The potential effect of performance measurement mechanisms on actual performance is addressed in a RIN report on Communicating Knowledgefrom 2009, describing a bibliometric analysis of the outputs produced in 2003 and 2008 by a sample of authors who were included in those two RAEs. Amongst many other interesting findings, they reported a slight increase in the no. of publications per author in 2008 compared to 2003, but a significant increase in no. of multiple-author works. These are multi-institutional and international. They did not find an apparent difference in citation behaviours between the two time periods. All very interesting!
In REF2014 the assessment panels for the science, technology and medicine subjects will have citation data provided to them. On UK researchers' citation scores, I tweeted:
Finch report fact p38: citations to UK articles increased between 2006 and 2010 by 7.2% a year, faster than the world average of 6.3%
Finch report fact p38: UK’s “share of the top 1% of most-highly-cited papers was second only to the US, at 13.8% in 2010.”
Not only are our researchers producing lots of articles, they are also producing highly cited articles. There have been numerous studies and debates about the value of citations as a measure of the quality and influence of research papers (my own main reservation is the difference in disciplinary practices around citation), but at any rate there is plenty of citation activity and evident attention for UK authored articles, according to citation measures.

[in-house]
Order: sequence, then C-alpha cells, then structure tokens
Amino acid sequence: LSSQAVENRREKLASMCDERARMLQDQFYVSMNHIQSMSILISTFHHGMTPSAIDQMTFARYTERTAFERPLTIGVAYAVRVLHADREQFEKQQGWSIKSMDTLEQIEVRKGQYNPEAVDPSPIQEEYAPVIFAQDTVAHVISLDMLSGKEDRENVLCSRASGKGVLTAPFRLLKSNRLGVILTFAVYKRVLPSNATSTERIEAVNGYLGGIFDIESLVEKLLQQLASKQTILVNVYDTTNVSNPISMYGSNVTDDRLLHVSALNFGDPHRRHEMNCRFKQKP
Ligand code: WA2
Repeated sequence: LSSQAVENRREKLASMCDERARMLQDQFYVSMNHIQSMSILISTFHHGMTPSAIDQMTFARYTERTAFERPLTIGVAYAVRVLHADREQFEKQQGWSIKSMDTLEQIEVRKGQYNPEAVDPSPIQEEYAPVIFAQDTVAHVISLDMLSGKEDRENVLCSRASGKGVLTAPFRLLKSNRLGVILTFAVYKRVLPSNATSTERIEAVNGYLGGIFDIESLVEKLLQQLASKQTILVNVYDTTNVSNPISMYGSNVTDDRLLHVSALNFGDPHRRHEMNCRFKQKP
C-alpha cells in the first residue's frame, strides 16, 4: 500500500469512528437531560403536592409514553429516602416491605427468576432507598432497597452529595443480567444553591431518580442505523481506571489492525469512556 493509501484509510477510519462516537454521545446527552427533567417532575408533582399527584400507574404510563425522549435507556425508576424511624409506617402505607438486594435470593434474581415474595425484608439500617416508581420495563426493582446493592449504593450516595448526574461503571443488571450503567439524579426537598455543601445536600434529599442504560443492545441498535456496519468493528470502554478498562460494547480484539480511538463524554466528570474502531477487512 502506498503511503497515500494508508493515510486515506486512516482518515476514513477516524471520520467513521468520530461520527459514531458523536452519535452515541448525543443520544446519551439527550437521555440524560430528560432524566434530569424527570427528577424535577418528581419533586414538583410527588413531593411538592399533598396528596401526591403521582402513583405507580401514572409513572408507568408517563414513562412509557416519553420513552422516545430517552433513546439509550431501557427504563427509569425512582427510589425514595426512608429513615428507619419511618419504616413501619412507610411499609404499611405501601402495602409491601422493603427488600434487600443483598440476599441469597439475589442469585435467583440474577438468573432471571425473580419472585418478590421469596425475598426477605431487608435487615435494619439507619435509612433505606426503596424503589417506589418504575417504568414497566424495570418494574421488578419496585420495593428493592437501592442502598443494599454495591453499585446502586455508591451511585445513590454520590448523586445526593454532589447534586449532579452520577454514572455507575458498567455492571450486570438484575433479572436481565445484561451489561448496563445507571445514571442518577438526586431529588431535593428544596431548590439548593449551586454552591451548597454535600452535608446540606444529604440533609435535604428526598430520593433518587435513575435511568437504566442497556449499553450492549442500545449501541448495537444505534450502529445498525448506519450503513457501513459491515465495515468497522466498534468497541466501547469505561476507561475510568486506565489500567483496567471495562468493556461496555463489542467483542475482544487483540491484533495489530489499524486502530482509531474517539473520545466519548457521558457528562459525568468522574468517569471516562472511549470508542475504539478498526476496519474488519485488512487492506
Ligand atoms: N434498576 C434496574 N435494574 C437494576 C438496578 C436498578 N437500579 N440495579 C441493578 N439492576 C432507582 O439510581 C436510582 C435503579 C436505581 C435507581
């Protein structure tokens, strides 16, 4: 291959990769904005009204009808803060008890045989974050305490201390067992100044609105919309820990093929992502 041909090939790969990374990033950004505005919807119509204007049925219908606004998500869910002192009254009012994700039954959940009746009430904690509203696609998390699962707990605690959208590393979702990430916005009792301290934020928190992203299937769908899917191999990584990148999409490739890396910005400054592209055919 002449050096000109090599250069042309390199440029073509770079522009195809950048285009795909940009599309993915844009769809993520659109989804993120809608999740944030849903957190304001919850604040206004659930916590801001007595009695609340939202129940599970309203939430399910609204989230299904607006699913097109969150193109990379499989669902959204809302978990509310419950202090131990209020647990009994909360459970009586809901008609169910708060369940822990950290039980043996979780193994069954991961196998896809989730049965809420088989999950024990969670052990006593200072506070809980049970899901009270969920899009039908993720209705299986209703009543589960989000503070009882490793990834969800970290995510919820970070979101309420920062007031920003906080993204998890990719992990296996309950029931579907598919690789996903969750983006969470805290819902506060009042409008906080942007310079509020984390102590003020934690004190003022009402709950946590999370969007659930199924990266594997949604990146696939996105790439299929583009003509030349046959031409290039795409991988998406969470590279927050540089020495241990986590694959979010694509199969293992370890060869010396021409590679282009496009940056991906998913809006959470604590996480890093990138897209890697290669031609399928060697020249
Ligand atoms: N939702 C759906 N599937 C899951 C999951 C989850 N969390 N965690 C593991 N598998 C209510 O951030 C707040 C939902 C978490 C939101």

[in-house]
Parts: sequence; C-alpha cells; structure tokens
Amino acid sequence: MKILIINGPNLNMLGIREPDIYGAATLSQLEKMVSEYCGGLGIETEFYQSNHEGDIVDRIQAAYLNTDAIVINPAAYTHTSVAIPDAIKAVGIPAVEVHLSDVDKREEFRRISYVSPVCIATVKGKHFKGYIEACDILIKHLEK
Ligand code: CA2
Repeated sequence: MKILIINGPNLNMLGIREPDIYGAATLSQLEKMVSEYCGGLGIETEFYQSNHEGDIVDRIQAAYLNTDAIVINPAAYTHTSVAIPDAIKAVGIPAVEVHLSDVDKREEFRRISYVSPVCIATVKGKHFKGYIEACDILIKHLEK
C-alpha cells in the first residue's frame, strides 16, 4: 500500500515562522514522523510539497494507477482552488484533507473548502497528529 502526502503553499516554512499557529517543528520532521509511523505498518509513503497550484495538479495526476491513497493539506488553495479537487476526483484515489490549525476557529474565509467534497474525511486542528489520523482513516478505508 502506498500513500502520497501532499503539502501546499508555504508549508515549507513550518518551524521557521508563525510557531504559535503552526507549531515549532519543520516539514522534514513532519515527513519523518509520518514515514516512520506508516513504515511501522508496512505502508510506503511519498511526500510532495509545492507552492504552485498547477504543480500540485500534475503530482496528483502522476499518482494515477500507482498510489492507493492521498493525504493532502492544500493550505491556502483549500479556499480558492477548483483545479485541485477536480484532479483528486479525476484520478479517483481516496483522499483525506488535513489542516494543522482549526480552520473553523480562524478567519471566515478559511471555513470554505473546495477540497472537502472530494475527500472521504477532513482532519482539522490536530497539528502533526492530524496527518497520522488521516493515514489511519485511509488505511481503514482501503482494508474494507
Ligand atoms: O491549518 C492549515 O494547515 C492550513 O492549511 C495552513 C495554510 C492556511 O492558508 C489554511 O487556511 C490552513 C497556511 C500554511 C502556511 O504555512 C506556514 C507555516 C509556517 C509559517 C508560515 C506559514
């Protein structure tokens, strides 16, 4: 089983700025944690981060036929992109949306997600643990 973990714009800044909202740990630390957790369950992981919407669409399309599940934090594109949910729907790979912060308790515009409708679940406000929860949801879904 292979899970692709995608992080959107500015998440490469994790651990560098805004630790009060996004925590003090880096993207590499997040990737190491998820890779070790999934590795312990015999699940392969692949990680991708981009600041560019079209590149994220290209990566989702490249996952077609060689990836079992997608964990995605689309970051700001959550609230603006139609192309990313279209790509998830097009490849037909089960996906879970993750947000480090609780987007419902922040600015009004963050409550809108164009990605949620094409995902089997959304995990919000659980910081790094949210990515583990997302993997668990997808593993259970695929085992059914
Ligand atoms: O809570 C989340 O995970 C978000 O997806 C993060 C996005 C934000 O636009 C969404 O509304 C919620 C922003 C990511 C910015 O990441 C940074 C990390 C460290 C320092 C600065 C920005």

In agreement with the findings of that 2009 RIN report and the footnote on the earlier fact about UK researchers' productivity in terms of numbers of research articles, I also found in the Finch report:
Finch report fact p71 Nearly half (46%) of the peer reviewed articles with a UK author published in 2010 also listed an author from overseas
I believe that multiple authorship and involvement of overseas authors could be significant in achieving those high citation rates. The more collaborations and network contacts or reach that a researcher has, the more people will be aware of that author's work in terms of its findings but also its quality, and so the more likely the work is to be cited by those contacts or indeed their contacts in turn.
An international scale
UK researchers are operating on a world stage, of course. There are other facts in the Finch report that give some context to the UK researchers' performance. I didn't tweet this quote from page 38 because it was too long(!), but I find it very significant:
...part of the explanation for the UK’s success is that it attracts internationally-mobile researchers. UK researchers are also more likely than those in almost any other major research nation to collaborate with colleagues overseas...
Even though the UK researchers are publishing a lot, researchers from other countries are also publishing a lot:
Finch report fact p37 Rise in the no. of UK-authored articles has not been as fast as in very high growth countries such as India and Brazil